M. ARAUD – Today we had the fifth meeting of the Security Council in the last 10 days on Ukraine. Our meeting was largely dominated by the Crimean issue. Why? It is very simple. On one side, we believe a peaceful settlement of the Ukrainian crisis is possible. Its basis is well known: national unity government in Kiev, OSCE monitors which could monitor the situation in Crimea, especially in the context of the so-called threats against the civilian population, and the organization of general elections. So we have the basis for an agreement.
We also have the will. We have had a lot of meetings and phone calls between President Putin and all the heads of state and government of Western countries.
But the problem is that the situation is still worsening by the day. The Russian army is reinforcing its presence in Crimea. The Russian army is now besieging and storming installations of the Ukrainian army. The Ukrainian channels are cut. And now we have this referendum actually organized by Russia. The head of the Crimean government got 4% at the elections last time there was a free election in Ukraine. And all the signals are sent from Moscow that Russia is ready to recognize the announced results of the referendum. This is very dangerous.
This meeting was a call to the Russians to avoid going down this road. It was a call on the Russian authorities to enter negotiations. If Crimea was to be annexed by Russia, it would be extremely serious and it would have a lot of consequences on international relations. Some of them were announced at the last European Council meeting. It was a call to the Russians to tell them we want to negotiate and to reach a political settlement. Please, do not worsen this crisis. Thank you.
Q – Mr Ambassador, the Russians have said that they are going to table new proposals to the Westerners. Have you got any ideas what these proposals are from today’s discussions?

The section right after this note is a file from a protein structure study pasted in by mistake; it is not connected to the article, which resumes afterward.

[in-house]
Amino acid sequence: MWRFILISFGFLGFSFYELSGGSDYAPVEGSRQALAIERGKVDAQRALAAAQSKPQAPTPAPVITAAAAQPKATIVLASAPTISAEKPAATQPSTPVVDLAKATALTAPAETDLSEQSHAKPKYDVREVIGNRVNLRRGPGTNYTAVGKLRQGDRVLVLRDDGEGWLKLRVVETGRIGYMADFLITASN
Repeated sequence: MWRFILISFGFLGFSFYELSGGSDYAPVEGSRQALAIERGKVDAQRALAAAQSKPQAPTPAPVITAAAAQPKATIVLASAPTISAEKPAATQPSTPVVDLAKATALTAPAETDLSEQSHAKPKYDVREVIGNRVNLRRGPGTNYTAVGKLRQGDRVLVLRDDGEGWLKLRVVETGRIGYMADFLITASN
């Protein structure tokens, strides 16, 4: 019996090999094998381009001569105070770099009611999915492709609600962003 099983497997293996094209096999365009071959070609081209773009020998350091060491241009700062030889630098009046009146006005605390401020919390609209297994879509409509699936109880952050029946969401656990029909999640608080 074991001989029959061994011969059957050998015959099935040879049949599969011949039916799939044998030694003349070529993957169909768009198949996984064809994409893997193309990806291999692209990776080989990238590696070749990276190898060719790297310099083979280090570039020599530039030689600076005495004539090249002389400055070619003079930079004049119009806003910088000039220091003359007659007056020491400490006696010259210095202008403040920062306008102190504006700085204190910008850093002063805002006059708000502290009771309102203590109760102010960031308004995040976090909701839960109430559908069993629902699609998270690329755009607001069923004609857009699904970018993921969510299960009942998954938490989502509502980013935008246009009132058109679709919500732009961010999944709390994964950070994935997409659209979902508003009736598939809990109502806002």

M. ARAUD – It was the opposite. The Permanent Representative of Russia, during 80% of his statement, went back to what happened in Kiev according to him: fascists took power and the rest of the rhetoric. After that, he said that he considered the referendum to be logical, that it would be supported by the large majority of the Crimean people and that Russia will fulfill its historical responsibilities.
Q – You described this meeting as a call to the Russians but there is no indication that they are listening at the moment. Does the lure of diminishing returns kick in with the Security Council meetings? What is the point of calling more if the Russians are not listening?
M. ARAUD – I think you are right. The Russians are not showing any sign that they are listening to us, and not just to the Security Council but to all the heads of state and government. Maybe it was a useless meeting. But even if there is only a 1% chance that it might be useful, we have to keep on trying because we want to avoid the worst and we have the impression that we are sliding towards the worst case scenario.
Q – Among the countries like yourself – Ukraine’s allies – is there a sense that time is running out, considering the referendum is only six days from now ?
M. ARAUD – Of course, there is a sense of emergency among the members of the Council. If this referendum is held, there could be a sense of inner logic because of the action of the Duma and the favorable public opinion in Russia. Suddenly, we would face the situation of the annexation.
Q – Ambassador, do you expect the Council to hear from the interim President of Ukraine later this week ?
M. ARAUD – If the interim President of Ukraine expresses the will to come to the Council, we will strongly support his coming. We think it would be very useful to hear from him what the situation is like in Ukraine and the intentions of the Ukrainian government.
Q – Before the referendum ?
M. ARAUD – Yes, I think it would be good to hear him before the referendum. I believe he is travelling to Washington in the coming days. Thank you very much./.
¹M. Araud spoke in English.